Saints Pivotal Moments
Rams 1972: Feller Makes Everyone Happy
The Saints and their fans were suffering through a dismal season in J. D. Roberts' sec­ond full year as head coach. Entering their November 26 home game against the Los An­geles Rams, the Saints were 1-8-1. Attendance averaged 11,000 less than in 1971.
Everyone expected J. D. to get the ax at the end of the season–everyone, that is, except the coach himself. The day before the Rams game, Roberts told the press, "I intend to be around for the 1973 season." He said that owner John Mecom Jr. had given him "a commitment through next season." Mecom had no recollection of making such a commit­ment and said during the game that "J.D. has two more years on a three-year contract. He has been given a vote of confidence for this year. Other than that, I have nothing more to say about the situation." Not exactly a ringing endorsement.
The ineptness of the Saints' rushing attack was best illustrated by the fact that QB Archie Manning would end the season as the team's second leading rushing with 351y. The leader, RB Bob Gresham, had only 381. The team would finish 25th in the league in yards rushing ahead of only the St. Louis Cardinals. Forced to pass more than he wanted, Archie would lead the NFL in attempts (448) and completions (230).

L-R: J. D. Roberts, John Mecom Jr., Archie Manning
The Rams were a mediocre 5-4-1 heading into their game at Tulane Stadium. They had beaten the Saints at home in Week 1 34-14. So you couldn't blame the visitors if they expected to sweep the season's home-and-home series.
The Saints led 7-6 at the half and 16-13 at the end of the third quarter. Neither team scored in the final period until David Ray booted a 24y field goal to tie the score with 2:06 left. A blocked extra point after the Saints' third-quarter touchdown loomed large. So did the Rams' successful fourth-and-three fake punt at their 47 that kept the tying field goal drive alive.
After a touchback, the Saints had the ball on their 20 with plenty of time for anything, good or bad, to happen. After an incompletion, Archie lost seven when he stumbled while going back to pass. He called time and went to the sideline for instructions. "Throw the bomb" was the order. So he sent WR Bob Newland winging down the sideline and reared back and threw the ball 50y. Just when it looked like the ball would land in the receiver's hands, DB Gene Howard, a former Saint, knocked the ball away.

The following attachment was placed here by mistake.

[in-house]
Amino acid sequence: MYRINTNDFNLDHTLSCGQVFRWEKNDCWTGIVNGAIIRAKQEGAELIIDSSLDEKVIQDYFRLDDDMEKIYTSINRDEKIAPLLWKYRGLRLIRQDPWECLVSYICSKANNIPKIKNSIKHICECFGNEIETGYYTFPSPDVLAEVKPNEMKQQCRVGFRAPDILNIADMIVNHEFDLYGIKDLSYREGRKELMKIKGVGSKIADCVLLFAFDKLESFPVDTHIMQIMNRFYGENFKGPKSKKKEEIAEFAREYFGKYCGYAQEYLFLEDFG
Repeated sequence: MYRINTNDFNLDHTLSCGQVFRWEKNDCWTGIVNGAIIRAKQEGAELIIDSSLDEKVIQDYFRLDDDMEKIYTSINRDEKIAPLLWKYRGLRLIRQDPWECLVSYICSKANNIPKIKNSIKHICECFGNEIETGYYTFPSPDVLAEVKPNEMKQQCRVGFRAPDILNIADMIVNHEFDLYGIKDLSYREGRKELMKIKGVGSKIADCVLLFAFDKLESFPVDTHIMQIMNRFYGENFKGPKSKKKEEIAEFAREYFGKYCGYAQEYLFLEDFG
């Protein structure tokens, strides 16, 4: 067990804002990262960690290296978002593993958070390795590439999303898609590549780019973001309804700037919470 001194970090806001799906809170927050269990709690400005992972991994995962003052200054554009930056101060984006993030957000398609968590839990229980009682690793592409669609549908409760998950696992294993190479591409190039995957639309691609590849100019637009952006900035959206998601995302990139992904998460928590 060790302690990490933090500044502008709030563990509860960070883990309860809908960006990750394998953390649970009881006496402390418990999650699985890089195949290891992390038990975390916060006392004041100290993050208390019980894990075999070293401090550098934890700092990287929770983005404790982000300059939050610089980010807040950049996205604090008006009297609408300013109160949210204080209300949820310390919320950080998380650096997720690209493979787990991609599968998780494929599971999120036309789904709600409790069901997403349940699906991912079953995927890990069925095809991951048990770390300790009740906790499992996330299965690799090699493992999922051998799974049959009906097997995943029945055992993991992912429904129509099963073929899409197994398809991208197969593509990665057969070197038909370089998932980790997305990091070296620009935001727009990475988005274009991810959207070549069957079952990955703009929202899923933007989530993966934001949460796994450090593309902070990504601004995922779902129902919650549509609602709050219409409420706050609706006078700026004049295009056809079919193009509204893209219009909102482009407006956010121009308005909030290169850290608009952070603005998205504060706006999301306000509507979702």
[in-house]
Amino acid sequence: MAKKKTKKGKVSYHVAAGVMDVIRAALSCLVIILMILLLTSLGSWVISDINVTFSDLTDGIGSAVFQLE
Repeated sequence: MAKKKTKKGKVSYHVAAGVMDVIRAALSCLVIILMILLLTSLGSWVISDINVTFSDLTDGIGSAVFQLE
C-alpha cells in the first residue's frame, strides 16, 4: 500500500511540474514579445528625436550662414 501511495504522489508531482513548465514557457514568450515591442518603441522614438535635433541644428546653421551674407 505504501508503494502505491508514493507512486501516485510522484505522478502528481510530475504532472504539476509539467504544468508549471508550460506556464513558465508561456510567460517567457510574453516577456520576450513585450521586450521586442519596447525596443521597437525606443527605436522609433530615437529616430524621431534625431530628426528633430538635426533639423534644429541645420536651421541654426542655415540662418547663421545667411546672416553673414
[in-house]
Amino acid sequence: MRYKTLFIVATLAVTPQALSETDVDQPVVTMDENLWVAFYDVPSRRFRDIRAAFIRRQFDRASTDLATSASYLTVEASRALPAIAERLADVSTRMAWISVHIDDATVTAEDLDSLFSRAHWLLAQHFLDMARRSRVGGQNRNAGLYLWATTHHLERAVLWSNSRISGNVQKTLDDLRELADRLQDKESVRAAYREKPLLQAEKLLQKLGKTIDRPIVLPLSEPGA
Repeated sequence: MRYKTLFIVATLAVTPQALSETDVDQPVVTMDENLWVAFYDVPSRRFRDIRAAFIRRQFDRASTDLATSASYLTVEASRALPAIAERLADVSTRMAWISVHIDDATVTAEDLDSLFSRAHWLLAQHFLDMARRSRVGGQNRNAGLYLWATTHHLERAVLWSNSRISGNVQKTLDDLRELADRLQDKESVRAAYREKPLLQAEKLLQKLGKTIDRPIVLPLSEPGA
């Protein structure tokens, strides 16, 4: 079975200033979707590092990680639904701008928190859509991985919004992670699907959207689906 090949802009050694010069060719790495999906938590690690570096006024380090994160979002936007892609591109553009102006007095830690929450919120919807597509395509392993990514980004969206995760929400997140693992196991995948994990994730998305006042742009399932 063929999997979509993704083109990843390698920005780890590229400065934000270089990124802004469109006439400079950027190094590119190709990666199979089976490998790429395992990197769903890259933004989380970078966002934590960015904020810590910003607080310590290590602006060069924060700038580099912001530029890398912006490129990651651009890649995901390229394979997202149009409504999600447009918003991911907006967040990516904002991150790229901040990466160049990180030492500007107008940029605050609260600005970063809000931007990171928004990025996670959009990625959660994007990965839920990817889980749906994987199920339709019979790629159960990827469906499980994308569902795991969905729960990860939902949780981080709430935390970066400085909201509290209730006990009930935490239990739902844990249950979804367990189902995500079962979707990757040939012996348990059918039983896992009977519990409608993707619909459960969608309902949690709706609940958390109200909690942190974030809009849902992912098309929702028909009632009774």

One of the Saints' strong points was P Julian Fagan, who would average 40.8ypp for the season. With a vision of getting the ball near midfield in the minds of the Rams, Fagan rocketed a punt from the end zone that bounced and bounced before rolling dead on the LA 16. 71 yards. Suddenly the Saints' hopes improved from holding onto the tie to winning the game with a stop, a weak punt, and a short drive into field goal range.

L-R: Bob Newland, Bob Pollard (82) sacks Ram QB Roman Gabriel, Julian Fagan
Starting with 1:29 on the clock, the Rams fell one yard short of a first down after three plays. LA punter Dave Chapple didn't come close to matching Fagan's effort, and the Saints took over at the LA 47 with 46 seconds left.
The Rams immediately donated 5y on an offside penalty. Manning then hit RB Jim Strong with passes for 13 and 5y to the 25. K James Patrick "Happy" Feller, in his first year with Saints, trotted onto the field and calmly booted a 33y field goal to send the vast majority of the crowd of 64,325 home happy.

L-R: Jim Strong, Happy Feller, John North
Neither head coach would return for 1973. The Rams parted ways with Tommy Prothro after just two years during which he compiled a 14-12-2 record.
Roberts remained the Saints' head man at the start of training camp but a pathetic 31-6 loss to New England in the fourth exhibition game caused Mecom to "regretfully, very regretfully" replace him with assistant John North for the upcoming season.